Sex in the Masterchef kitchen

I’m all riled up this morning about something pretty innocuous. I think my feelings are symptomatic of disappointment – in the sloppy way people too often think, and in the general slide to nonsense society has been subject to in the last 20 years.

The new series of Masterchef has just begun here in Oz. Perhaps looking to refresh a well-used format they’ve applied a theme to this series – basically the guys versus the girls. Unsurprisingly this has caused a minor storm of controversy. It’s sexist apparently, it denigrates (though I’m not sure who), it’s retro, it’s boorish, and all the rest of the crap that sells newspapers these days. It’s all fucking rubbish.

Now I’m not watching Masterchef, and have no real desire to, but find nothing offensive in this theme. No-one will ever accuse TV producers of being standard-bearers for virtue, and clearly their focus is drumming up ratings – which this controversy will help. All the same, I’m hesitant to accuse them of more than cynical marketing, if that, which is pretty well situation normal. Ultimately the show is about entertainment, and they’ve found a different angle that plays off the differences in the genders. Why not? There are differences you know. That’s why I like girls and not boys. Deal with it.

What really got me going this morning was reading an editorial piece by one Paul Kalina. Now I have low expectations of TV writers in general. There are some good, but many are just the dregs (mmm, now I’m being discriminatory against TV writers!). This little piece though takes the cake.

I’m not about to re-hash what was a poorly written, barely considered piece of tripe, except to highlight the one passage in it that tipped me over the edge. This guy is so outraged by the evils of this show that he then goes on to speculate what will come next. What’s next? he wonders. Able bodied versus the handicapped?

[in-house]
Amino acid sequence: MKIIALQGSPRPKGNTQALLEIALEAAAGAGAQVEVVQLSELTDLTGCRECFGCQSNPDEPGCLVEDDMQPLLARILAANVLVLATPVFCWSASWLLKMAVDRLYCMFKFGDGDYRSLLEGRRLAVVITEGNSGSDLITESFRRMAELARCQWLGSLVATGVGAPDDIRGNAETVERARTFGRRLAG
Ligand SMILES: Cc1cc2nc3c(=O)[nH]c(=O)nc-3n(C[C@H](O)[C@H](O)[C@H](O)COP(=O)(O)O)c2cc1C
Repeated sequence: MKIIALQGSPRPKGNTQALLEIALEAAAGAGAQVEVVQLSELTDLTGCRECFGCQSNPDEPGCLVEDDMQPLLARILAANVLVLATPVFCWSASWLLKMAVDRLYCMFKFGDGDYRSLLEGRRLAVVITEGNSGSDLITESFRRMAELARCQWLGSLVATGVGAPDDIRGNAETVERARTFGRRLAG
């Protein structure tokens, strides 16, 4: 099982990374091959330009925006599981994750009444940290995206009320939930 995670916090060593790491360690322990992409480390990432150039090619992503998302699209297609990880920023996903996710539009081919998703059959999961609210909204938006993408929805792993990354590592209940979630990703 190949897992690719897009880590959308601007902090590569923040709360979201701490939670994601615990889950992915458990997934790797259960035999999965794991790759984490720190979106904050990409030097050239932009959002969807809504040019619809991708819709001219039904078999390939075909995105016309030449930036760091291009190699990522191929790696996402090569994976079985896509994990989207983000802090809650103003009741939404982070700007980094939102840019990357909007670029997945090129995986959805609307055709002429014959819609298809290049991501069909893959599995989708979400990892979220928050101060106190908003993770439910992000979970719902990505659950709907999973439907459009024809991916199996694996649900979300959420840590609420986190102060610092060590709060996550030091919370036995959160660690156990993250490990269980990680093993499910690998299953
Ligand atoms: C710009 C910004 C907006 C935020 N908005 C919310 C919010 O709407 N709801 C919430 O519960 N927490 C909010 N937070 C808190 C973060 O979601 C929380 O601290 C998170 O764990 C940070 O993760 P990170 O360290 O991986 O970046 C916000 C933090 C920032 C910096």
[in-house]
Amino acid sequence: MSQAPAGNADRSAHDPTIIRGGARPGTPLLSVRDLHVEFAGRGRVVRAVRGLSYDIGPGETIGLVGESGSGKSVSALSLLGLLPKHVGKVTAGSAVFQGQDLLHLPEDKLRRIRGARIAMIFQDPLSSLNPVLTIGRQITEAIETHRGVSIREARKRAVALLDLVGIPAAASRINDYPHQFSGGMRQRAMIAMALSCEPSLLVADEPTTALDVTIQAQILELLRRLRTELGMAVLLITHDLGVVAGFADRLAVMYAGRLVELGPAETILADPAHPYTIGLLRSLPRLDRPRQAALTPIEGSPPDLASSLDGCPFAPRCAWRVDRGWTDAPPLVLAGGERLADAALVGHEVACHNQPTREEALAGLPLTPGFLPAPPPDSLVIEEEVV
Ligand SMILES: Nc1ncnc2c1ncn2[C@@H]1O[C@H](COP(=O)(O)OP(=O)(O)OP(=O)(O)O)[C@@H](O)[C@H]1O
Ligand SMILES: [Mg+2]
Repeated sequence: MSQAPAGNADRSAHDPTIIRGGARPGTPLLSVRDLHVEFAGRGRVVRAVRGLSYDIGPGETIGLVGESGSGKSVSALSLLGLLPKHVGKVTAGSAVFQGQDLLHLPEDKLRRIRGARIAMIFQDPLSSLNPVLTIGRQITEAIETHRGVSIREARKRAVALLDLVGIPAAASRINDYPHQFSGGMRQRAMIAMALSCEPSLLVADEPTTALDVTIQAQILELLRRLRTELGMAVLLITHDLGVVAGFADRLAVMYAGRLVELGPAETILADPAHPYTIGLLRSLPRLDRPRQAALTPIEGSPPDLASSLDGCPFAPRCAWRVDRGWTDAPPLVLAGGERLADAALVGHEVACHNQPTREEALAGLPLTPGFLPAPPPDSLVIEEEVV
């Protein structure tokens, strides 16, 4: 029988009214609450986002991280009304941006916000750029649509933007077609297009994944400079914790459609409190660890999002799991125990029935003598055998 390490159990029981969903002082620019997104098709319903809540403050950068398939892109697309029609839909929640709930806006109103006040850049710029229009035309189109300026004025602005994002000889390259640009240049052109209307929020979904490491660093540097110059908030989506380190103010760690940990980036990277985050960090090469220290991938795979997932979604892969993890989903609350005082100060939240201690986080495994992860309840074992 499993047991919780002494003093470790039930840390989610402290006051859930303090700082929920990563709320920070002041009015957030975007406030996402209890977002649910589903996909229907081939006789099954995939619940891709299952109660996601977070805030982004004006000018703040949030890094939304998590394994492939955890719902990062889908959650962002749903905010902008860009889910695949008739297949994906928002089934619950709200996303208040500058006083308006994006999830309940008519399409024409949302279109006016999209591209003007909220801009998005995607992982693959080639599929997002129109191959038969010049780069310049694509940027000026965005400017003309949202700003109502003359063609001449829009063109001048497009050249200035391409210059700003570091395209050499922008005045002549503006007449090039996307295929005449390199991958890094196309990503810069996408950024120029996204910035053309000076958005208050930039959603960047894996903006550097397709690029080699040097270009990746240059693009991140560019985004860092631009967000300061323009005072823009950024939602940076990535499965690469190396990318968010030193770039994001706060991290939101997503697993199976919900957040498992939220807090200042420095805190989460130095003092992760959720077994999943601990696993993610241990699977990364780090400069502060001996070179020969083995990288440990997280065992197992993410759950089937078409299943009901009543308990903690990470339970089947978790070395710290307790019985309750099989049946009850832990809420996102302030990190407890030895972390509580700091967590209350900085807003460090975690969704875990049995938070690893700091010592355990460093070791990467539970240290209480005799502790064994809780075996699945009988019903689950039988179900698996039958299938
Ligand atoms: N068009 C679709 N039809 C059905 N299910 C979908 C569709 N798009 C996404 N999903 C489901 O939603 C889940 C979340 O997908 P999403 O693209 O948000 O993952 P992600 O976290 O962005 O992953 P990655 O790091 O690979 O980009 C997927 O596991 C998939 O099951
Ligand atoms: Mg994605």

Now that’s the sort of comment that reveals more about the writer than it adds to intelligent discussion. Is he drawing parallels between the two sexes, and between able and disabled people? Which is which in this scenario? Are the boys the able or disabled? What is the connection? Why wasn’t this spiked?

What puzzles me – and let’s not forget that I’m old school gen X – is knowing who is the offended party in a show that pits men against women (besides TV critics)? What is it about that that gets so many holier than thou types to get their knickers in a wicked twist? The only possible hint of controversy I can see is the perpetuation of sexual stereotypes – but seriously can’t see how that applies when both sexes are in the kitchen.

To my way of thinking this is intended as a fun slant on an old format. To me it’s no more discriminatory than if they had blondes up against brunettes, or left-handed people against right.

Now, technically, it is sexist – the show is being divided down gender lines. What we need to be smarter about is understanding the difference between discrimination that is meaningless, even positive; and discrimination that seeks to elevate one over the other. Now this is sexist in technical terms, but there is no evidence to suggest that it is of the second kind.

Last week I made a racist comment here – I knew it as I wrote it.  Lauding my new manager at the shop, I made mention of the qualities she possesses that I admire in the Vietnamese in general – industry, enterprise, ambition. Now it was a positive comment, but technically racist because I am discriminating (and generalising) by race. That’s something we need be rightfully cautious about – racial profiling – but there also needs to be some balance.